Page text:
For example, if you adopted a single puppy and that puppy chewed on a shoe, their decision to behave that way in the future — or not — would depend on your response to their interesting choice of “snack.” However, if you have two puppies, they might mutually agree that shoe chewing was a great choice without waiting for your response, reinforcing the undesirable behavior.

“A pair of closely bonded puppies tend to be ‘in their own world’ and will likely look to one another for how to respond to new stimuli rather than looking to their owner,” Diers explained. “This gives them the opportunity to feed off of one another’s fear and anxiety, which can develop into unhealthy behaviors.”

Common behaviors that can develop in puppies with littermate syndrome, according to Diers, include:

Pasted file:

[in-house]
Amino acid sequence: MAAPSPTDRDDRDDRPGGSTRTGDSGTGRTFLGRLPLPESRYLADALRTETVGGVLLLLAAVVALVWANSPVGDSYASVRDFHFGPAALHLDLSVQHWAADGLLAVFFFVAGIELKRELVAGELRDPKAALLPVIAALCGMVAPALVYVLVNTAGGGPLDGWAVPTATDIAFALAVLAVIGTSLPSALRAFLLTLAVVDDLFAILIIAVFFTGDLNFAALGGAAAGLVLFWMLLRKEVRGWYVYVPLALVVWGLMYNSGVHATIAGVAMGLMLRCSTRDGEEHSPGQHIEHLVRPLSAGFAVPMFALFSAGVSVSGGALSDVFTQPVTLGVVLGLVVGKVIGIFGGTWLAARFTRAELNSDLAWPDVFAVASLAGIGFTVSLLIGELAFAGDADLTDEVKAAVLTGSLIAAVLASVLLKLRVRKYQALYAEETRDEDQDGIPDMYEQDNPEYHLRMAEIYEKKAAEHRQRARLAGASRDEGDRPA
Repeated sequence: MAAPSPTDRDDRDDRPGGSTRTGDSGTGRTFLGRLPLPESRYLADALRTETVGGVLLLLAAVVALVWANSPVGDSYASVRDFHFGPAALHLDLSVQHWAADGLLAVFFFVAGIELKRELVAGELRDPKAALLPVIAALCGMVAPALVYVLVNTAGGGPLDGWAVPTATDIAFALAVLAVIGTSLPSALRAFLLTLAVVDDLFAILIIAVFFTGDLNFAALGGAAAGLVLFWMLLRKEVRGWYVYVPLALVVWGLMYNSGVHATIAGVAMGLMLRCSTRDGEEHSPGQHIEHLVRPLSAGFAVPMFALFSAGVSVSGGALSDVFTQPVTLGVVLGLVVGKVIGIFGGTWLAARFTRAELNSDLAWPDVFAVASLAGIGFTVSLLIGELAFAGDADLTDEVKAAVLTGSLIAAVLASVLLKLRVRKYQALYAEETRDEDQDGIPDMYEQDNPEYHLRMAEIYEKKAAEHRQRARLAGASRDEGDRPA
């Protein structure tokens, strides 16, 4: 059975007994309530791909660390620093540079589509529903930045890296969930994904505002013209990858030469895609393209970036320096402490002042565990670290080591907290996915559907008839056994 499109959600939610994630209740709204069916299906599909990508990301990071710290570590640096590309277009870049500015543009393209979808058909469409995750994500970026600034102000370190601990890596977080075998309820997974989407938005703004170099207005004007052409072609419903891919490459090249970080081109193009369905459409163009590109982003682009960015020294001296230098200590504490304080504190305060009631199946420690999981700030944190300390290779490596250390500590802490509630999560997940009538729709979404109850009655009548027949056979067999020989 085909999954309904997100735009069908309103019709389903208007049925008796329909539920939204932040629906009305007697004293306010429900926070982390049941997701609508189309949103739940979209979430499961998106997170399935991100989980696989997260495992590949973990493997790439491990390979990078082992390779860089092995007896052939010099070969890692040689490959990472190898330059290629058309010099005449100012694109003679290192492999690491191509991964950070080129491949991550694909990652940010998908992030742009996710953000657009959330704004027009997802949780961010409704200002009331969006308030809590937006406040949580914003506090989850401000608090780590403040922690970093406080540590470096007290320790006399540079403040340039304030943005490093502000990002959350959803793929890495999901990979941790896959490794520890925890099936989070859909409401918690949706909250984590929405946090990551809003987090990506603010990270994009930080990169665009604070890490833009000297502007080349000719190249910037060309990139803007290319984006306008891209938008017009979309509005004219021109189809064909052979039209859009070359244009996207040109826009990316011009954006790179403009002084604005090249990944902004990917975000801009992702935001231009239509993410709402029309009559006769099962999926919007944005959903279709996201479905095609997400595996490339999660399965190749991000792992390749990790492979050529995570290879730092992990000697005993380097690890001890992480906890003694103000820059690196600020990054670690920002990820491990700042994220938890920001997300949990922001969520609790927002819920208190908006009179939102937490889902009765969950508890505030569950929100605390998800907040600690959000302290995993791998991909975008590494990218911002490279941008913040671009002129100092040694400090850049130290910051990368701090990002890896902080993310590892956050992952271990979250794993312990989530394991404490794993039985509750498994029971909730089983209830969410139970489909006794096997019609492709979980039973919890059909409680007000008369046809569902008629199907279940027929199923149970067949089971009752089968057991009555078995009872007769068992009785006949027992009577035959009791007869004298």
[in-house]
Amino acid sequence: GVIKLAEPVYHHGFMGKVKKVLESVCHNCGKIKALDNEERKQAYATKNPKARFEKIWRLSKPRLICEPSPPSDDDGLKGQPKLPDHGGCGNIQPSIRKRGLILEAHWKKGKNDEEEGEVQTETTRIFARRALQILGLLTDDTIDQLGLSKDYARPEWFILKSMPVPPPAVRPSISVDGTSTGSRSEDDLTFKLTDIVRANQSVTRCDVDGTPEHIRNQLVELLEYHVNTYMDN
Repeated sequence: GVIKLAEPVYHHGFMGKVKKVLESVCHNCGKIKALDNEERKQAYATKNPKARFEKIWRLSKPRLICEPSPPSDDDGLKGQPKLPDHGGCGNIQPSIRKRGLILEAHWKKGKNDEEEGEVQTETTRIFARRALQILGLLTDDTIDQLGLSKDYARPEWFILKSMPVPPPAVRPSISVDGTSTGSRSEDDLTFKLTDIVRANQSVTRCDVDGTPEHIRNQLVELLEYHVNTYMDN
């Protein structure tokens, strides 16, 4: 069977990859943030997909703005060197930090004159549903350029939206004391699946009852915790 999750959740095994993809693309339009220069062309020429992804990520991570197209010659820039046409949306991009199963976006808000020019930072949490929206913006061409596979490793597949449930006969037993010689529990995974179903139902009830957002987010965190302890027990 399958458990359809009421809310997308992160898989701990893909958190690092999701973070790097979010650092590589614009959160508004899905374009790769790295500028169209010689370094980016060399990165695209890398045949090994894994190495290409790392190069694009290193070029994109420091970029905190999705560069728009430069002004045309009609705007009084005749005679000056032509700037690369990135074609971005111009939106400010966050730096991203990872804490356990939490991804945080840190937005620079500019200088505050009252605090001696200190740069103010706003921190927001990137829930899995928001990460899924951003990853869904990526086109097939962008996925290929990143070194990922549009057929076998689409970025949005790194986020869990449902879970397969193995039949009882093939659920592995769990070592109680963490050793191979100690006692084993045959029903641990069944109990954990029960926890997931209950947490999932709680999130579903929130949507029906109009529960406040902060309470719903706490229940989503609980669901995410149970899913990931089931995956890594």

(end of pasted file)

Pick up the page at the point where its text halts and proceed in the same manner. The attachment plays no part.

• Separation anxiety when away from the other puppy because of a co-dependence on each other
  • Fear of new people, animals, objects, or experiences
  • Fear aggression, which can occur when a puppy encounters a new experience, feels threatened or scared, and reacts by barking, biting or trying to escape
  • Reactivity when on a leash
  • Fighting habits when they reach sexual maturity around 6 months of age
  • Aggression or nervousness in the more dominant puppy; timidity and withdrawal in the less dominant puppy

Intervention As A Prevention Method

 Since littermate syndrome is common and can cause unwanted behaviors, potential dog owners should avoid raising two puppies at the same time. Yet if owners are in a situation where they are raising a pair, owner intervention is preferred to help deter those unwanted behaviors, as long as owners can commit to the process.

“Some experts believe that rehoming one of the puppies is ideal; however, with the high numbers of homeless dogs or dogs that end up in shelters, this is not always the best option,” Diers said. “If a family has two puppies of the same age in their home, owners must take intentional steps to allow their puppies to bond with them and develop as individuals.”

Diers encourages owners to start with crating the puppies separately, either in different rooms or with distance between the crates within the same room.